Homeschool Socialization: Providing Social Settings for Your Child

This article details some ways to foster a rich environment of social interactions that help enable healthy emotional development for our children. 

Why Homeschooling is Great for Socialization

Homeschooling offers many social benefits, including exposure to a wide range of people, more time spent with adults, avoidance of bullies, and an opportunity to encounter real-life situations. If you're considering homeschooling, don't let the myths about socialization hold you back. It really is a great way to grow up. 

Homeschool Socialization: Myths & Realities

Socialization is often the number one concern of family, friends, and strangers. This article takes a look at the myths and realities of homeschool socialization. 

Home School Socialization

Many parents who home school their children are questioned about socialization. What is socialization exactly? This article looks at this questions and offers lots of advice about how to get children involved in the world around them and with other people. 

10 Ways to Socialize Your Homeschooler

Socialization for a homeschooling family doesn't need to be hard. From parks to extracurriculars, there are several ways for your homeschooler to socialize with other kids and teens. 

Why I Don't Worry About My Homeschoolers' Socialization

Arguably, the number one question homeschoolers get is, "What about socialization?" From this side of the fence, it is a non-issue. Our homeschooled children get ample chances to interact with others. 

Homeschooler Socialization: Skills, Values, and Citizenship

Robert Kunzman takes a look at the research surrounding homeschooling and socialization by asking some fundamental questions: What does it mean to be properly socialized? Which values are important to learn, and how should that occur? What role should parents, peers, and the broader society play in the process of socialization? 

But What About Socialization? Answering the Perpetual Home Schooling Question: A Review of the Literature
This book by Dr. Susan A. McDowell  uses research, statistics, and the experiences of homeschooling families to answer questions and counter myths about homeschooling and socialization. Read through a discussion of the multiple meanings of socialization, what parents, leaders, and children have to say about the issue, and what the research shows.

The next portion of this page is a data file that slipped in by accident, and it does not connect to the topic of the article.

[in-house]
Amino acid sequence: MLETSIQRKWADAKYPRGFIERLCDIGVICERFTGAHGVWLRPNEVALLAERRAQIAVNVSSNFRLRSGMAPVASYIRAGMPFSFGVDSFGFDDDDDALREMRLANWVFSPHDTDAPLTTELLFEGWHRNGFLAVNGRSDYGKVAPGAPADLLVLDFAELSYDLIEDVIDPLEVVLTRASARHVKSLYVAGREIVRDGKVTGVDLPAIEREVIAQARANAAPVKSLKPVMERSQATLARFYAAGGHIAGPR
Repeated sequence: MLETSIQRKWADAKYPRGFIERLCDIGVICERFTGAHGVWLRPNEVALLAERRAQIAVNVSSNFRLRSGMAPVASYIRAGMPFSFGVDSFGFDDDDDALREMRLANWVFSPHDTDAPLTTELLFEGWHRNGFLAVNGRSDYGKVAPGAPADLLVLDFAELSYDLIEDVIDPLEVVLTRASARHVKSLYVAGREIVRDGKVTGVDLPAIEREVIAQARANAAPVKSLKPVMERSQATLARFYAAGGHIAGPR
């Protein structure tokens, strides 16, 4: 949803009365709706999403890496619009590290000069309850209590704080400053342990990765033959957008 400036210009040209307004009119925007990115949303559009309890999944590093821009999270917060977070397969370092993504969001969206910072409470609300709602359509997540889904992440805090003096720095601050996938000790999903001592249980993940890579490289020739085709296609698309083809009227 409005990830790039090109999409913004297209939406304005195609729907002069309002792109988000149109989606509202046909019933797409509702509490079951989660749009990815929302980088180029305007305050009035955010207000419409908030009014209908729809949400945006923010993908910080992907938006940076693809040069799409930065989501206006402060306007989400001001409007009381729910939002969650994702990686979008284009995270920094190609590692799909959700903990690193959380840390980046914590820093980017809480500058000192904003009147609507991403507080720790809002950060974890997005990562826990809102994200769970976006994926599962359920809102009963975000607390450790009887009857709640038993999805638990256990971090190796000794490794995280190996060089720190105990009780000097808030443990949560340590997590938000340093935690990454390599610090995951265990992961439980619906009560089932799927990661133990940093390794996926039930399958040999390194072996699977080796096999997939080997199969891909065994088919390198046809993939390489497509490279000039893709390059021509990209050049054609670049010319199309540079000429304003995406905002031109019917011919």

Looking for Another State?
Featured Resources

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Conquering Chronic Disorganization
The real-life stories of chronically disorganized people and the ground breaking, easy-to-learn organizing methods used to end their chronic disorganization in the area of residential clutter, office organizing, paper management, storage, and time management. Conquerings pages includes an extensive index, user-friendly summaries, quick tips, helpful photographs, and a resource section of products and organizations.
The Living Page: Keeping Notebooks with Charlotte Mason
Charlotte Mason believed that children need to be trained to see, to have their eyes opened, in order to find joy in life. This work explains the value of using the method of writing in journals or notebooks, as derived from the expansive work of Charlotte Mason. You'll find tips to help your children practice putting their knowledge, thoughts, and pictures down on paper, helping them to retain information better, create something beautiful, and strive for retention.
Elementary Geography
Elementary Geography is a reprint of the original work by Charlotte Mason. It includes her ideas about teaching children about their world, with poetry selections throughout the book. Explores ideas of place from space to our earth, seasons, map making, and topography. Written in a pleasing conversational style, it is useful for understanding teaching methods, memorization, and copy work. 
Smart Mouth
Ages: 8 years and up; For 2 or more playersSmart Mouth is a quick-thinking shout-it-out hilarious word game that helps build vocabulary skills. It includes variations of the rules for category play and for younger players. Players slide the Letter Getter forward and back to get two letters. The first player to shout out a word of five or more letters using those letters wins the round. The game includes tips for teachers. This is a fun game to play with children and adults together.
DMV Test Practice Driving Questions
This book is a selection of 250 questions, answers and rationales in printed form. Questions pertain to national driving standards and are not specific to any single US state. Learn where your knowledge strengths and weaknesses are before you show up to the DMV to take your actual exam.